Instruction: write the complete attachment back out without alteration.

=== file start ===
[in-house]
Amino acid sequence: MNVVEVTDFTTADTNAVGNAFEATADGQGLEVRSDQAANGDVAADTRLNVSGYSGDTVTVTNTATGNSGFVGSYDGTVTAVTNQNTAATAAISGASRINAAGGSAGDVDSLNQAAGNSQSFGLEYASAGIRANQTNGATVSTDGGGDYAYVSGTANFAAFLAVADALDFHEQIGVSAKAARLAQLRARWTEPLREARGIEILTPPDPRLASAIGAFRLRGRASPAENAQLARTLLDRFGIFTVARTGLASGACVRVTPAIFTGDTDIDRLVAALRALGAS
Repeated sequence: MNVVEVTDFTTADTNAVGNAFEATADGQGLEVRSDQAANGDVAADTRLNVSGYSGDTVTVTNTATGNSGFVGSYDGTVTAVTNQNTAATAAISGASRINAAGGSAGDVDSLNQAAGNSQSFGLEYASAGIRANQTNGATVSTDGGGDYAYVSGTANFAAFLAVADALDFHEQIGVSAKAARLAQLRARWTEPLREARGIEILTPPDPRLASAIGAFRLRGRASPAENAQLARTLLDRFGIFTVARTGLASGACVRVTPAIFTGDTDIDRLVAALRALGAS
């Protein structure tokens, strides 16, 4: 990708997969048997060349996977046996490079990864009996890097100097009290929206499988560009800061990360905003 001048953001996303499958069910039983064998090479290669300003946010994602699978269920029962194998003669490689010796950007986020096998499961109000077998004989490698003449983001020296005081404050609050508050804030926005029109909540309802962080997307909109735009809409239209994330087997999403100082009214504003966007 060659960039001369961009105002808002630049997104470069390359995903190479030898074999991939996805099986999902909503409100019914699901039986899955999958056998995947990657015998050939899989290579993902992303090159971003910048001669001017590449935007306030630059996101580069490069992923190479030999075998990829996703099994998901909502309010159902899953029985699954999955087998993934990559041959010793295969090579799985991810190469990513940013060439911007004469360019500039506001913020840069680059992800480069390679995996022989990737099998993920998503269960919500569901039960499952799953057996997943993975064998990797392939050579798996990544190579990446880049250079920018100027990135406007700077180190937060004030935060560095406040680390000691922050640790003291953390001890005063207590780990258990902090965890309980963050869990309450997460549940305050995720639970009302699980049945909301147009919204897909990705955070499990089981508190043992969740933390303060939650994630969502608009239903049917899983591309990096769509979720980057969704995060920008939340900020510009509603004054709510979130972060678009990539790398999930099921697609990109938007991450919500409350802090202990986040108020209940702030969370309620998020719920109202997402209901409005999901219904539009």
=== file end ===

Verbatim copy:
[in-house]
Amino acid sequence: MNVVEVTDFTTADTNAVGNAFEATADGQGLEVRSDQAANGDVAADTRLNVSGYSGDTVTVTNTATGNSGFVGSYDGTVTAVTNQNTAATAAISGASRINAAGGSAGDVDSLNQAAGNSQSFGLEYASAGIRANQTNGATVSTDGGGDYAYVSGTANFAAFLAVADALDFHEQIGVSAKAARLAQLRARWTEPLREARGIEILTPPDPRLASAIGAFRLRGRASPAENAQLARTLLDRFGIFTVARTGLASGACVRVTPAIFTGDTDIDRLVAALRALGAS
Repeated sequence: MNVVEVTDFTTADTNAVGNAFEATADGQGLEVRSDQAANGDVAADTRLNVSGYSGDTVTVTNTATGNSGFVGSYDGTVTAVTNQNTAATAAISGASRINAAGGSAGDVDSLNQAAGNSQSFGLEYASAGIRANQTNGATVSTDGGGDYAYVSGTANFAAFLAVADALDFHEQIGVSAKAARLAQLRARWTEPLREARGIEILTPPDPRLASAIGAFRLRGRASPAENAQLARTLLDRFGIFTVARTGLASGACVRVTPAIFTGDTDIDRLVAALRALGAS
């Protein structure tokens, strides 16, 4: 990708997969048997060349996977046996490079990864009996890097100097009290929206499988560009800061990360905003 001048953001996303499958069910039983064998090479290669300003946010994602699978269920029962194998003669490689010796950007986020096998499961109000077998004989490698003449983001020296005081404050609050508050804030926005029109909540309802962080997307909109735009809409239209994330087997999403100082009214504003966007 060659960039001369961009105002808002630049997104470069390359995903190479030898074999991939996805099986999902909503409100019914699901039986899955999958056998995947990657015998050939899989290579993902992303090159971003910048001669001017590449935007306030630059996101580069490069992923190479030999075998990829996703099994998901909502309010159902899953029985699954999955087998993934990559041959010793295969090579799985991810190469990513940013060439911007004469360019500039506001913020840069680059992800480069390679995996022989990737099998993920998503269960919500569901039960499952799953057996997943993975064998990797392939050579798996990544190579990446880049250079920018100027990135406007700077180190937060004030935060560095406040680390000691922050640790003291953390001890005063207590780990258990902090965890309980963050869990309450997460549940305050995720639970009302699980049945909301147009919204897909990705955070499990089981508190043992969740933390303060939650994630969502608009239903049917899983591309990096769509979720980057969704995060920008939340900020510009509603004054709510979130972060678009990539790398999930099921697609990109938007991450919500409350802090202990986040108020209940702030969370309620998020719920109202997402209901409005999901219904539009």